Photo Sep 28, 7 32 30 AMPhoto Sep 28, 7 26 16 AMSwim 34:51

The corps of engineers had released water from the dam upriver overnight, so the water temperature was even colder than it had been the day before. For the first 200 meters or so, I could not get into a breathing rhythm. My exhale was shallow in the water, and it left me feeling like I was gasping on my inhale. I started to get frustrated, and for a brief moment, I even flipped on my back to backstroke. But I immediately stopped myself. Backstroke is a go-to when absolutely necessary, but I knew I was stronger and more focused than that right then. I knew I could figure out what the problem was without panicking. I unzipped my wetsuit halfway, and that was all it took. I could inhale more deeply and exhale fully. Suddenly, I was swimming strongly, and the rest of the swim was uneventful. My arms felt fatigued from the swim less than 24 hours before, but I was so glad I had done that to prepare my mind for the river grass, the water temperatures, and the feeling of my wetsuit, which I hadn’t put on since June. And for the beginning of the swim breathing issues, I still made it out of the water faster than last year! And smiling!

Photo Oct 01, 5 27 19 PMTransition 1: 5:58

I spotted Jon and Rowan along the swim exit. I cheered, skilled, waved, and made the long, winding way to my bike towards the back of transition. A slightly faster transition than last year, too!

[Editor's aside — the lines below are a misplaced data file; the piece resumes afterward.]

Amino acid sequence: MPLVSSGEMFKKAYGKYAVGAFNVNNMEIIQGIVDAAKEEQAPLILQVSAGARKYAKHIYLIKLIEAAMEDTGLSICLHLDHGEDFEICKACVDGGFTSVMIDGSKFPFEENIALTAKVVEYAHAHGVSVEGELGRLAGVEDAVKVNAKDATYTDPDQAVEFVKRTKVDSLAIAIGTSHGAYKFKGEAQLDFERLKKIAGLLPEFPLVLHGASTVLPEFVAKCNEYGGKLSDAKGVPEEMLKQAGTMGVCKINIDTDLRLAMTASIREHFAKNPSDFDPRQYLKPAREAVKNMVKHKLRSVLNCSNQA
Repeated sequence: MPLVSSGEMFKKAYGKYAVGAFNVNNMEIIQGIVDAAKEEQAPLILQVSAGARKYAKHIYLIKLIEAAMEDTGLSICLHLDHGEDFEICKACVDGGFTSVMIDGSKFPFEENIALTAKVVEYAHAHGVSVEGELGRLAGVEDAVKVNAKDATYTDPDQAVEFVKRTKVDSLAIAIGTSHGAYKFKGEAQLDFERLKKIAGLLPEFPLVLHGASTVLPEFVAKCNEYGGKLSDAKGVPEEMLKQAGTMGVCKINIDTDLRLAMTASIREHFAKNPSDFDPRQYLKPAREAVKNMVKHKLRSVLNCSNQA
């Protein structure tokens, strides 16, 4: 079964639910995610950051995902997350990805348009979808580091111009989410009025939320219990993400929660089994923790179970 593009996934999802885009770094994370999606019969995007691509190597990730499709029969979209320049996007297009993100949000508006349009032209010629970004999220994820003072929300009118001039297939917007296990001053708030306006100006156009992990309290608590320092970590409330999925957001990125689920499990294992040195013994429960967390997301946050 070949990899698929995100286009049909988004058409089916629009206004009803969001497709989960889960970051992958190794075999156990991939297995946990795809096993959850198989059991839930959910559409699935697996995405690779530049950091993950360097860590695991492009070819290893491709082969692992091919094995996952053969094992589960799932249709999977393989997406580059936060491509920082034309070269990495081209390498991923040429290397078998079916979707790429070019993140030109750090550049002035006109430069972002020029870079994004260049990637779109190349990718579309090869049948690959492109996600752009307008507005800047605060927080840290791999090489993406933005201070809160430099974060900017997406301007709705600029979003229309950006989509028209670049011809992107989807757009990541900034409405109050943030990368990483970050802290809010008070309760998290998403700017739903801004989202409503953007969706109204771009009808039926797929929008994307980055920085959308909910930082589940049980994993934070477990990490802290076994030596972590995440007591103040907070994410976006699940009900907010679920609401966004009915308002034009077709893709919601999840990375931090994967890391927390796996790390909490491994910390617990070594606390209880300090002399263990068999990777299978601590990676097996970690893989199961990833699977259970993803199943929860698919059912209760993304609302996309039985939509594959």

Bike: 3:32:48

I was ready for this bike course. The 65 miles that Erin and I biked in early September were much hillier and harder than I knew this course would be. My legs felt tired, and it took at least five miles to loosen up and find a good pedal stroke. There was a stiff headwind on the way out and it was fairly consistent for most of the ride until the end. I still kept a good average for the first twenty miles. We pass by the Savannah River Site, and the road surface is extremely bumpy and can get frustrating and that is also the area where you find the first climbs of the course. On the second big climb, I too hastily shifted into my small chain ring in the front, and my chain came off. I managed to unclip from my pedals before falling over and spent a few minutes getting the chain back on the rings. Thankfully, that was the most frustrating part of the entire 56 miles. I kept an eye on my time, and I knew that with the wind and the chain issue, I would come in slower than I did last year by about ten minutes. But that was okay with me. I really enjoyed the ride, and it made me love my new bike even more. And still smiling!

bikeTransition 2: 6:39

As much as I enjoyed the ride, I was ready to find the dismount line and park my bike. The most important part of long races is to stay present with what’s immediately in front of you, but I was looking forward to the run leg all day. It is definitely hard at that point, but I knew the energy along the course would be great, and I knew Jon and Rowan would find me several times. I’m not sure what I did differently, but this transition was two minutes faster than last year.